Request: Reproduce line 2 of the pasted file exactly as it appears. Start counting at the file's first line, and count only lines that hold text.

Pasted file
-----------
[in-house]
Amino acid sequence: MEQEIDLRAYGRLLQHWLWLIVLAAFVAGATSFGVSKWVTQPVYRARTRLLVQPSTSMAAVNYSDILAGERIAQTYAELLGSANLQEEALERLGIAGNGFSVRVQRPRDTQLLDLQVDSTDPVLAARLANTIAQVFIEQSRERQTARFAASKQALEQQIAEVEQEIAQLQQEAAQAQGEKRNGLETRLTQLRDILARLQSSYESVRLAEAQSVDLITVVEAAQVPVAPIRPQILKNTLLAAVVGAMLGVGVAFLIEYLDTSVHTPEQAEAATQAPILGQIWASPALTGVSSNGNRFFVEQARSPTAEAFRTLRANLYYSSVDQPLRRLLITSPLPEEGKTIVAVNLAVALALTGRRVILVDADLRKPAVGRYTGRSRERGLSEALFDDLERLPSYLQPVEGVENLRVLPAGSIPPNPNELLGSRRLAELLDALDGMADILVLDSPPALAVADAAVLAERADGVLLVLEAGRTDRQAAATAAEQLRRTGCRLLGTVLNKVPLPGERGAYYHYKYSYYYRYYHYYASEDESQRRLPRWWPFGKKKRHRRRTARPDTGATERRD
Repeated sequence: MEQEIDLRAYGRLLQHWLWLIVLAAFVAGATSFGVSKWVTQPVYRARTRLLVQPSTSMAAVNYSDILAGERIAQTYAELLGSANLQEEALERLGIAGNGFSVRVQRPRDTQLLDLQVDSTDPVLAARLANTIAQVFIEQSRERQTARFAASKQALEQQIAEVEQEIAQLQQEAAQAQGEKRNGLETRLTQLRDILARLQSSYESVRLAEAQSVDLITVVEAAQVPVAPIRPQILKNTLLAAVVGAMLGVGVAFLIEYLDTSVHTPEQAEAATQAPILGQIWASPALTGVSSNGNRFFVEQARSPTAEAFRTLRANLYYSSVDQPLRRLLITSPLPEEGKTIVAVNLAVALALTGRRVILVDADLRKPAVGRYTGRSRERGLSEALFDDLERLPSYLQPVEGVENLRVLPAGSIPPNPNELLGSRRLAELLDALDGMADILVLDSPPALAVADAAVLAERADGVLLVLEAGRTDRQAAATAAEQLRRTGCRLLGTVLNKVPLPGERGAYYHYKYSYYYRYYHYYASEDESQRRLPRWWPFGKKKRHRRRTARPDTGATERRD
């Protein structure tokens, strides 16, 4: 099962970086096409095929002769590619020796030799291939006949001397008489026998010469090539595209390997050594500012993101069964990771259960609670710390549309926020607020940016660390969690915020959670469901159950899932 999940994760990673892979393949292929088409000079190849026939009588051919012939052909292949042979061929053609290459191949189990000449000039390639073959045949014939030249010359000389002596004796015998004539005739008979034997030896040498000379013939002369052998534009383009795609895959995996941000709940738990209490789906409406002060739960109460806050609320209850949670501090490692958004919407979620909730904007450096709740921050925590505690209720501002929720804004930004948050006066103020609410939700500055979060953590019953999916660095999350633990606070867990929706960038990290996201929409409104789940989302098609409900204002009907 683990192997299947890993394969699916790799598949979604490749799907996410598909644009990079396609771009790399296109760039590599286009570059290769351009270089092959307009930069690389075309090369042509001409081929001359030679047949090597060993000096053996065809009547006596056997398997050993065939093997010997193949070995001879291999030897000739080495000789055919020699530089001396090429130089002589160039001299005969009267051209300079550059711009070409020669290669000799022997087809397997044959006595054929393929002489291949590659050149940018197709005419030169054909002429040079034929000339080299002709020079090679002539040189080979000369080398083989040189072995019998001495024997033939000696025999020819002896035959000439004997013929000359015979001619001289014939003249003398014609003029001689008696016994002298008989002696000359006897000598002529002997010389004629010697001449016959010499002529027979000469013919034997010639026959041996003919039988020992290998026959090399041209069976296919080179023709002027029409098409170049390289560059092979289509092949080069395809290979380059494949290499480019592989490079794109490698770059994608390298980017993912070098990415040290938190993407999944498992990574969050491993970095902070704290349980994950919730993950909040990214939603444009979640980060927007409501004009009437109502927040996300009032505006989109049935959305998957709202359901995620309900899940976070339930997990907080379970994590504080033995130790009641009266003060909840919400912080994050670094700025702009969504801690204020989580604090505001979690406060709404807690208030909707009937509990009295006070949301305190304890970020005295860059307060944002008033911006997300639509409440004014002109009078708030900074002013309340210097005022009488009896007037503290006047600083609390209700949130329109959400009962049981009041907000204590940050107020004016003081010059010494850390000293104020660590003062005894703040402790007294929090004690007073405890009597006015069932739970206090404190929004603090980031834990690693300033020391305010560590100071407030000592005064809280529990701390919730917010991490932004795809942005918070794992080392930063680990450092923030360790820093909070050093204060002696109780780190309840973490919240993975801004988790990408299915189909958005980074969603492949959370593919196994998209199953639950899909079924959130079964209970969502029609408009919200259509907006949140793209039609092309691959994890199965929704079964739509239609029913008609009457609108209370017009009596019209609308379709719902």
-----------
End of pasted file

Amino acid sequence: MEQEIDLRAYGRLLQHWLWLIVLAAFVAGATSFGVSKWVTQPVYRARTRLLVQPSTSMAAVNYSDILAGERIAQTYAELLGSANLQEEALERLGIAGNGFSVRVQRPRDTQLLDLQVDSTDPVLAARLANTIAQVFIEQSRERQTARFAASKQALEQQIAEVEQEIAQLQQEAAQAQGEKRNGLETRLTQLRDILARLQSSYESVRLAEAQSVDLITVVEAAQVPVAPIRPQILKNTLLAAVVGAMLGVGVAFLIEYLDTSVHTPEQAEAATQAPILGQIWASPALTGVSSNGNRFFVEQARSPTAEAFRTLRANLYYSSVDQPLRRLLITSPLPEEGKTIVAVNLAVALALTGRRVILVDADLRKPAVGRYTGRSRERGLSEALFDDLERLPSYLQPVEGVENLRVLPAGSIPPNPNELLGSRRLAELLDALDGMADILVLDSPPALAVADAAVLAERADGVLLVLEAGRTDRQAAATAAEQLRRTGCRLLGTVLNKVPLPGERGAYYHYKYSYYYRYYHYYASEDESQRRLPRWWPFGKKKRHRRRTARPDTGATERRD